Bill wakes up from a coma in a hospital ward, raving about tissue regeneration experiments, final injections, organ transplants and having been cryogenically frozen. Battling flashbacks of ... See full summary »
Difficult tale of poor, struggling South Carolinian mother & daughter, who each face painful choices with their resolve and pride. Bone, the eldest daughter, and Anney her tired mother, ... See full summary »
Jennifer Jason Leigh,
Chronicles the motorcycle trip of Ben Tyler as he rides from Toronto to Tofino, British Columbia. Ben stops at landmarks that are both iconic and idiosyncratic on his quest to find meaning in his life.
Mysterious bomber is planting explosive devices in Seattle. Since their quality takes too big a toll among Seattle Police bomb experts, John Pierce, former head of the Bomb Squad, ... See full summary »
Charles Martin Smith,
Wild. Untamed. Legendary. Buffalo Girls celebrates the bold escapades of tough-talking Calamity Jane Canary and her illustrious cohorts. It's the waning days of the Wild West and Jane, the ... See full summary »
A mockumentary of pitching and filming television game show "Company Retreat," which places white collar workers on teams opposite their company's blue collar workers. The zany characters ... See full summary »
The movie takes place in 1974, as a radio plays Richard Nixon's resignation announcement during one scene. See more »
The summer my father was depressed the face of our Lord Jesus Christ appeared on a tortilla at the Taos Junction Cafe. It hung on a nail by the door, and pilgrims came to bear witness. Maria, who saw the face emerge and fainted dead away, wanted to shellac it to preserve it for all eternity. It was a wish of vanity, for she'd hoped only to extend her new-found notoriety. But time had its way, and within the years the face was gone, though something of its anguish ...
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This film confirms once more my determination to seek out indie and "off the map" film in lieu of the current terrible "mainstream" fare.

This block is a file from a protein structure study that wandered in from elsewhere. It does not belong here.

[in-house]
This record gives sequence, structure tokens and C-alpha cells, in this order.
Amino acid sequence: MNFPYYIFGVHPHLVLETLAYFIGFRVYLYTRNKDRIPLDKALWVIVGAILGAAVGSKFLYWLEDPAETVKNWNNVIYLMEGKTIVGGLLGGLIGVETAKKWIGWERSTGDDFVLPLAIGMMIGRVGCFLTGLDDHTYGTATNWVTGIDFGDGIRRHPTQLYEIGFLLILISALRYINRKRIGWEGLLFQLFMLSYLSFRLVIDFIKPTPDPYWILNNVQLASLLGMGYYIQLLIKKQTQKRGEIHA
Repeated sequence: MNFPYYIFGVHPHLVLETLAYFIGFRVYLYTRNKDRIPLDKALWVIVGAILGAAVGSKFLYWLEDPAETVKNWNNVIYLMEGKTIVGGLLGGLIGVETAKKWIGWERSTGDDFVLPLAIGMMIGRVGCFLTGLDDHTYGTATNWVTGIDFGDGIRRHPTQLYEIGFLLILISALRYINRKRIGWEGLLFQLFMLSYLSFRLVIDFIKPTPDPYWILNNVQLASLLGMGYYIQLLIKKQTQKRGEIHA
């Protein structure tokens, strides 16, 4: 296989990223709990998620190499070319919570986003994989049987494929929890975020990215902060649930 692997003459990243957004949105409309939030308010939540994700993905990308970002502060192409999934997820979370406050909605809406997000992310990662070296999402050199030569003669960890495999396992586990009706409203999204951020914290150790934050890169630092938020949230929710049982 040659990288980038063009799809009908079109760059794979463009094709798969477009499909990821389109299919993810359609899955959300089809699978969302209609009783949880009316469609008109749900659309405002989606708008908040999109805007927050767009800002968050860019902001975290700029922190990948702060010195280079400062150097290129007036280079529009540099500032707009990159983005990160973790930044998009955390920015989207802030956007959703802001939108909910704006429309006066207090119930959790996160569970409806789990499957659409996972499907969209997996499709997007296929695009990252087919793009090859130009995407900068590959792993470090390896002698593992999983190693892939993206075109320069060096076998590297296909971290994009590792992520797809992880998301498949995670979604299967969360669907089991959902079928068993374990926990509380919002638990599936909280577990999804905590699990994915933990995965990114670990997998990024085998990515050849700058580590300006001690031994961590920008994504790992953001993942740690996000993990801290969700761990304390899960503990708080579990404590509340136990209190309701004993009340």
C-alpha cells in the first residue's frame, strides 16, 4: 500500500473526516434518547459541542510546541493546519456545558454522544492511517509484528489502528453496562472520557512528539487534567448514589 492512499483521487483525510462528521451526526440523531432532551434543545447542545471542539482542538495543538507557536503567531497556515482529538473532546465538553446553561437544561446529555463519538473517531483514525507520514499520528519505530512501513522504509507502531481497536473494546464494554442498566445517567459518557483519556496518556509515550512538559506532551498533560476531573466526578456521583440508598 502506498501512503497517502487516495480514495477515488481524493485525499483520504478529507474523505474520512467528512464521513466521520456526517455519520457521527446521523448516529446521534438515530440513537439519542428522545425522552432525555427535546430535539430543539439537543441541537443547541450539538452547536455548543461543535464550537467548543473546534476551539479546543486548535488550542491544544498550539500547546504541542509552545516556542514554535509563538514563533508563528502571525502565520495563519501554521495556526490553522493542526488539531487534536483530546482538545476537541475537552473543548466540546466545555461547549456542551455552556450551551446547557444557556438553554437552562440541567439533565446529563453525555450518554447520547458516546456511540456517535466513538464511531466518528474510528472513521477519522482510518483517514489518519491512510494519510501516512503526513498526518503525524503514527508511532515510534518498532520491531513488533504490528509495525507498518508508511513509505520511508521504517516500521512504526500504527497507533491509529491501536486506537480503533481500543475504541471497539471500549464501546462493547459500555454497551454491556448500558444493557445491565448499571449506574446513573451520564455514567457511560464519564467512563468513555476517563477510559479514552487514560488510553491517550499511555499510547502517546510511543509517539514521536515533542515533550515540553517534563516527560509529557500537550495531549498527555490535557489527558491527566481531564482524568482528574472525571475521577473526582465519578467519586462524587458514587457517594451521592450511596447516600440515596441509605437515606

The acting is superb - Joan Allen's quietly powerful Arlene nurtures us with her presence (and her unstudied sensuality), Sam Elliot's Charley stunningly conveys his immense pain and frustration with few words, and Valentina de Angelis' Bo is simply a marvel as she tries to navigate her father's depression with the naivete and innocent wisdom of a child (and she's beautiful, to boot). Have I mentioned that Sam Elliot is consistently amazing? In my opinion, his quietly powerful acting has always been underrated. As Charley emerges from his depression, Elliot's sex appeal shines again as well.
Jim True-Frost's Gibbs is a subtle, complex study of a man figuring out where his peace lies and J.K. Simmons' simply centered George anchors the other characters.
The movie is beautifully shot, drawing us in bit by bit as the movie progresses with the beauty of New Mexico which at first seems rather desolate.
The minimalist "soundtrack" to the movie is the sound of the desert itself - wind chimes, coyotes and owls, the blowing wind, the sound of wood on wood. Everything keeps you grounded where these people live. What could have been conveyed as an absurd lifestyle is fully realized and we understand why they've chosen it.
Scott tells us a story but doesn't tell us how to feel about it - which is one of the most powerful differences between films such as this and "mainstream", well, crap. It is what it is, the characters do what they do, they aren't predictable archetypes but unique human beings, there are surprises, nothing is broadcast - just like real people, real lives.
We believe in this family of characters and in this story. Excellent film.
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